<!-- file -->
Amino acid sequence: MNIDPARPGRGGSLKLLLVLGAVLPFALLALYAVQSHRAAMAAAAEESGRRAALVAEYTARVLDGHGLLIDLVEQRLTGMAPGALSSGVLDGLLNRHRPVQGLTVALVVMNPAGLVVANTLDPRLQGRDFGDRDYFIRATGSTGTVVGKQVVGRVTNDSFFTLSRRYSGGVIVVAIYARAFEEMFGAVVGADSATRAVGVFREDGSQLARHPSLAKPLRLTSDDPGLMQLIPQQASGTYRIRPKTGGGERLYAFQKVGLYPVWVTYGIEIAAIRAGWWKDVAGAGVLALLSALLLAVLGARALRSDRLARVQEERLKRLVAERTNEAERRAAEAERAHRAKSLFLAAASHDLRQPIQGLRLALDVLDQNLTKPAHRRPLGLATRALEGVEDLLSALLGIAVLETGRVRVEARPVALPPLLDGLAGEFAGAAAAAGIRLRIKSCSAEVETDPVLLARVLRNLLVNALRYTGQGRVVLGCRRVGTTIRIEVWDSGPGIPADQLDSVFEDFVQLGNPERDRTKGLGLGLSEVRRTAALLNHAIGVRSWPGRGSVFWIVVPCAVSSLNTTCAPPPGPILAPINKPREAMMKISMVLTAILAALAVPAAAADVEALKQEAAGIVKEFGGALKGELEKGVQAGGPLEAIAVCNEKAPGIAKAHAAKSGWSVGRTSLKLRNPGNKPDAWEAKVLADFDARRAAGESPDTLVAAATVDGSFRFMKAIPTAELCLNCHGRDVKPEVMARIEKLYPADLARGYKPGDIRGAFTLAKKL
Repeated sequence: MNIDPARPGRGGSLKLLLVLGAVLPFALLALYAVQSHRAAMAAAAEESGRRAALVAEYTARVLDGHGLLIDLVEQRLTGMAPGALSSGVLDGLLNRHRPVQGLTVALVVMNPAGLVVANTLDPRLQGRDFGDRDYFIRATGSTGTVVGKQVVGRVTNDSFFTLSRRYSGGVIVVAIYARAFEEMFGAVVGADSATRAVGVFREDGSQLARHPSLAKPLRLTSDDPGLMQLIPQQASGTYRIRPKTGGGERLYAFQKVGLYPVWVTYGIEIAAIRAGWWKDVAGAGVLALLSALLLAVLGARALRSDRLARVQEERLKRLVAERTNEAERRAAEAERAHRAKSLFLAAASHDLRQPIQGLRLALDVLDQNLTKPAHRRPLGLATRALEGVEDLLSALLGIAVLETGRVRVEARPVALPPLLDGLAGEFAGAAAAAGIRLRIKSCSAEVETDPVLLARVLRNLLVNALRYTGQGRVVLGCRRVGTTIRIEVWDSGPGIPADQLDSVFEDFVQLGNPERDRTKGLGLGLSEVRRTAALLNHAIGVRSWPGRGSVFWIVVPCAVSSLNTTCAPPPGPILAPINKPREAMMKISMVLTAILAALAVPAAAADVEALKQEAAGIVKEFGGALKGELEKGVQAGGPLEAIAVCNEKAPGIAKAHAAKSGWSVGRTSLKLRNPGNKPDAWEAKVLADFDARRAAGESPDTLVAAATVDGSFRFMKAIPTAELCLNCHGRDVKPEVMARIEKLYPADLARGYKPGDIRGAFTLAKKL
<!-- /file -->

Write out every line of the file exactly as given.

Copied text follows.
Amino acid sequence: MNIDPARPGRGGSLKLLLVLGAVLPFALLALYAVQSHRAAMAAAAEESGRRAALVAEYTARVLDGHGLLIDLVEQRLTGMAPGALSSGVLDGLLNRHRPVQGLTVALVVMNPAGLVVANTLDPRLQGRDFGDRDYFIRATGSTGTVVGKQVVGRVTNDSFFTLSRRYSGGVIVVAIYARAFEEMFGAVVGADSATRAVGVFREDGSQLARHPSLAKPLRLTSDDPGLMQLIPQQASGTYRIRPKTGGGERLYAFQKVGLYPVWVTYGIEIAAIRAGWWKDVAGAGVLALLSALLLAVLGARALRSDRLARVQEERLKRLVAERTNEAERRAAEAERAHRAKSLFLAAASHDLRQPIQGLRLALDVLDQNLTKPAHRRPLGLATRALEGVEDLLSALLGIAVLETGRVRVEARPVALPPLLDGLAGEFAGAAAAAGIRLRIKSCSAEVETDPVLLARVLRNLLVNALRYTGQGRVVLGCRRVGTTIRIEVWDSGPGIPADQLDSVFEDFVQLGNPERDRTKGLGLGLSEVRRTAALLNHAIGVRSWPGRGSVFWIVVPCAVSSLNTTCAPPPGPILAPINKPREAMMKISMVLTAILAALAVPAAAADVEALKQEAAGIVKEFGGALKGELEKGVQAGGPLEAIAVCNEKAPGIAKAHAAKSGWSVGRTSLKLRNPGNKPDAWEAKVLADFDARRAAGESPDTLVAAATVDGSFRFMKAIPTAELCLNCHGRDVKPEVMARIEKLYPADLARGYKPGDIRGAFTLAKKL
Repeated sequence: MNIDPARPGRGGSLKLLLVLGAVLPFALLALYAVQSHRAAMAAAAEESGRRAALVAEYTARVLDGHGLLIDLVEQRLTGMAPGALSSGVLDGLLNRHRPVQGLTVALVVMNPAGLVVANTLDPRLQGRDFGDRDYFIRATGSTGTVVGKQVVGRVTNDSFFTLSRRYSGGVIVVAIYARAFEEMFGAVVGADSATRAVGVFREDGSQLARHPSLAKPLRLTSDDPGLMQLIPQQASGTYRIRPKTGGGERLYAFQKVGLYPVWVTYGIEIAAIRAGWWKDVAGAGVLALLSALLLAVLGARALRSDRLARVQEERLKRLVAERTNEAERRAAEAERAHRAKSLFLAAASHDLRQPIQGLRLALDVLDQNLTKPAHRRPLGLATRALEGVEDLLSALLGIAVLETGRVRVEARPVALPPLLDGLAGEFAGAAAAAGIRLRIKSCSAEVETDPVLLARVLRNLLVNALRYTGQGRVVLGCRRVGTTIRIEVWDSGPGIPADQLDSVFEDFVQLGNPERDRTKGLGLGLSEVRRTAALLNHAIGVRSWPGRGSVFWIVVPCAVSSLNTTCAPPPGPILAPINKPREAMMKISMVLTAILAALAVPAAAADVEALKQEAAGIVKEFGGALKGELEKGVQAGGPLEAIAVCNEKAPGIAKAHAAKSGWSVGRTSLKLRNPGNKPDAWEAKVLADFDARRAAGESPDTLVAAATVDGSFRFMKAIPTAELCLNCHGRDVKPEVMARIEKLYPADLARGYKPGDIRGAFTLAKKL